While visiting my hometown over Easter last week, a high school friend said to me, "You know what's crazy? We've been friends for 11 years." My eyes glazed over as I counted. He was right. He continued, "You know what's even crazier? More than half of our friendship has taken place after high school." My eyes darted around as I counted, again, in disbelief. That couldn't be right.
"Wow," I said, ever the intellect.
"Yea, we've had good times. And bad, but I'm glad we're still friends."
The next day, probably not coincidentally, I found myself quite moved by Justin Timberlake's video for "Mirrors." It tells the story of JT's grandparents' relationship: the initial flirting, the breakup, and the happy ending. Eight minutes of neatly packaged, heartwarming retrospective self-awareness. And later that night, I watched The 5 Year Engagement. It tells the story of Jason Segel and Emily Blunt's relationship: the initial flirting, the breakup, and the happy ending. Eighty minutes of needless -- but heartwarming -- rom-com clichés (It's Mom's favorite movie night formula, and Mom loves movie night when her Jimmy is visiting. And, no, you don't have permission to call me Jimmy.)
(It's so good!)
Framed in this context, I started to consider the longevity of the relationships we form. As my friend said, 11 years is a long time. But it's not that long; I presume that we will be friends for another 50 years before one of us dies or succumbs to Alzheimer's. So even though half of our friendship up to this point has been defined by teenage shenanigans ("Remember that night we threw a 2 liter of Pepsi at each other until it exploded?"), those times will eventually be outnumbered by our adult shenanigans ("Remember that time we stayed out past 11pm ... on a Tuesday?"). And, perhaps more importantly, the lump-sum of good times -- adolescent to elder -- will more than outnumber the bad times; it will undo them.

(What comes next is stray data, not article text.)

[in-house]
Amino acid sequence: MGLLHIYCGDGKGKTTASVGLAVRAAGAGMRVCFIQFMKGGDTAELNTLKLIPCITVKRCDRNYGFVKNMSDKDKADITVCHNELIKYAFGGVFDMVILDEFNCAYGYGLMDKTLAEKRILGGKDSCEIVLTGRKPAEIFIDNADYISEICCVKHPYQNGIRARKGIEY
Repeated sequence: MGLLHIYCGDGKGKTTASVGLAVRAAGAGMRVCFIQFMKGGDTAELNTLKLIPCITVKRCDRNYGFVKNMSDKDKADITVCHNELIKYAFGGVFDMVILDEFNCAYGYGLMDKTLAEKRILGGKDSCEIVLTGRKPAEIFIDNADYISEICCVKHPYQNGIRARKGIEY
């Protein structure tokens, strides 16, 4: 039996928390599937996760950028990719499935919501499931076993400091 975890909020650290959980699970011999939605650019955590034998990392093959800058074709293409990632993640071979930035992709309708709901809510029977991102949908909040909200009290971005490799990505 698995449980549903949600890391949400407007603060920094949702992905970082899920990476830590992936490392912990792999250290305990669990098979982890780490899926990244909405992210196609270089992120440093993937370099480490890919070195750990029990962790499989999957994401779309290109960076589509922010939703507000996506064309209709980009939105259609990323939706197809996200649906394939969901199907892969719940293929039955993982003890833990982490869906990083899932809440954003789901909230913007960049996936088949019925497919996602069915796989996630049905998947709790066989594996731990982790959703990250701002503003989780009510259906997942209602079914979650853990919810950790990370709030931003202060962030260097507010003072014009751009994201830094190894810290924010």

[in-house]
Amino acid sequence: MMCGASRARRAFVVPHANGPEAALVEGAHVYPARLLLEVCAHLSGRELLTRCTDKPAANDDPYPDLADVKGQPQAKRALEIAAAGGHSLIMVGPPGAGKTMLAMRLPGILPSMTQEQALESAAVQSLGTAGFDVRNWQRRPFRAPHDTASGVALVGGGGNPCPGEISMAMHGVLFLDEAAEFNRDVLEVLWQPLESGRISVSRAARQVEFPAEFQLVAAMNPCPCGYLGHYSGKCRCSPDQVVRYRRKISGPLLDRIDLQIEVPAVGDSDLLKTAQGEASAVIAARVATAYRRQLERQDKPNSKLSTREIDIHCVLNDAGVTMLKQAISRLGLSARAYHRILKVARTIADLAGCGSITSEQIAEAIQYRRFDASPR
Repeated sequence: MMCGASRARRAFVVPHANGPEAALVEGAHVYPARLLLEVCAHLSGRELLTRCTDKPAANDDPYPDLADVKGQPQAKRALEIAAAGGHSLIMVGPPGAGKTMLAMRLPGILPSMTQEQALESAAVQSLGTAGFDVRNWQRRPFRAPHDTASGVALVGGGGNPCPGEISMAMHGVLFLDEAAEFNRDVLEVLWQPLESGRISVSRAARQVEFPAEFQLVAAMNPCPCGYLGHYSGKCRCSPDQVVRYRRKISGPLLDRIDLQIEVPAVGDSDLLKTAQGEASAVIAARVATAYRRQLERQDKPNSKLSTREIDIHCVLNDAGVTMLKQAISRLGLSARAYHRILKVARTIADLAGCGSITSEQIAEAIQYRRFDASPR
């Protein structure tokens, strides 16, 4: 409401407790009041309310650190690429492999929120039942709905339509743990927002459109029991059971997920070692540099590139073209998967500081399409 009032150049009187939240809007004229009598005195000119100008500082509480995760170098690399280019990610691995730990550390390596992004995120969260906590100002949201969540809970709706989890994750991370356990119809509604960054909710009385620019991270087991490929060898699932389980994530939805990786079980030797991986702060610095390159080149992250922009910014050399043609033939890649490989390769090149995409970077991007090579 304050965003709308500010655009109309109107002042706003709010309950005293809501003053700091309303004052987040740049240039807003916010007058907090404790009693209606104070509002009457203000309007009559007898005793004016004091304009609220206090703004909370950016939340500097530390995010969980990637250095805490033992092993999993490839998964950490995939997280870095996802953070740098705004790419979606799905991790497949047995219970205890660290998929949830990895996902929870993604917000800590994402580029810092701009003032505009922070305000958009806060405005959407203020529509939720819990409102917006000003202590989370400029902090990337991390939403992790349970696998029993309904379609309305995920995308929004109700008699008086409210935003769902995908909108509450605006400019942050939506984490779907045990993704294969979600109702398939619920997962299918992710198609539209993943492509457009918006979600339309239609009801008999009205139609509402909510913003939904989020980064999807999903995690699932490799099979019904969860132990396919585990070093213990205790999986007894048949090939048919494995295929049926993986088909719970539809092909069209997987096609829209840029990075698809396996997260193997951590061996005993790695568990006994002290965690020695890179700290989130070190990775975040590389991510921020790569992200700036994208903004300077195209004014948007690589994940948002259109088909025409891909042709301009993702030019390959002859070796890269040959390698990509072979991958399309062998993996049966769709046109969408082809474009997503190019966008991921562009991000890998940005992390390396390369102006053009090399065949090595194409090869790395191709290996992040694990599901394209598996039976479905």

"I still think it's funny," he said, "that you thought we'd never see each other after graduation."
"I really didn't," I recalled. "I hated you that summer. I can't remember why."
"Oh, Jim, is there anyone you haven't hated for a summer? I've learned that if you care about them, you've hated them for at least one full season."
Laughter and retrospective self-awareness ensued.
That retrospective self-awareness is the key. It allows JT's grandparents to forget the tear-stained mascara and focus on cinematographic metaphors for love. It allows Jason Segel and Emily Blunt to ignore a donut's staleness and appreciate how tasty it is regardless. It allows us to overcome the fights we thought had torn us apart for good. It allows us to laugh and disregard them as frivolous accidents in our timeline. We forget how final and heartbreaking they once felt.
Maybe I'm just giving myself a public pep talk, trying to convince myself that the tension in a relationship or two of my own will fade in favor of an even stronger bond. But even it's all for comfort, it's easier to fall asleep to that thought than to a feeling of indefinite emptiness. Personally, I have forgiven and been forgiven too many times to believe in said indefinite emptiness. Yes, loneliness happens, but I respect it as a product of a relationship that isn't working at that very moment. I try my best not to question if or when it will ever work again. It might, and it might not. Neither will be definite, but either will be for the better.
In the long run, we don't measure our relationships in summers of hate, but in seasons of love. Oh, crap, I just cued the piano chords.
Who or what is breaking your heart right now? Are you thinking about what you could have done differently? Conversely, take a moment to think about who or what you want nothing to do with anymore. Are you thinking about what they could have done differently? If so, I say don't. We never know if or when our worlds will align once again, perhaps stronger than before.
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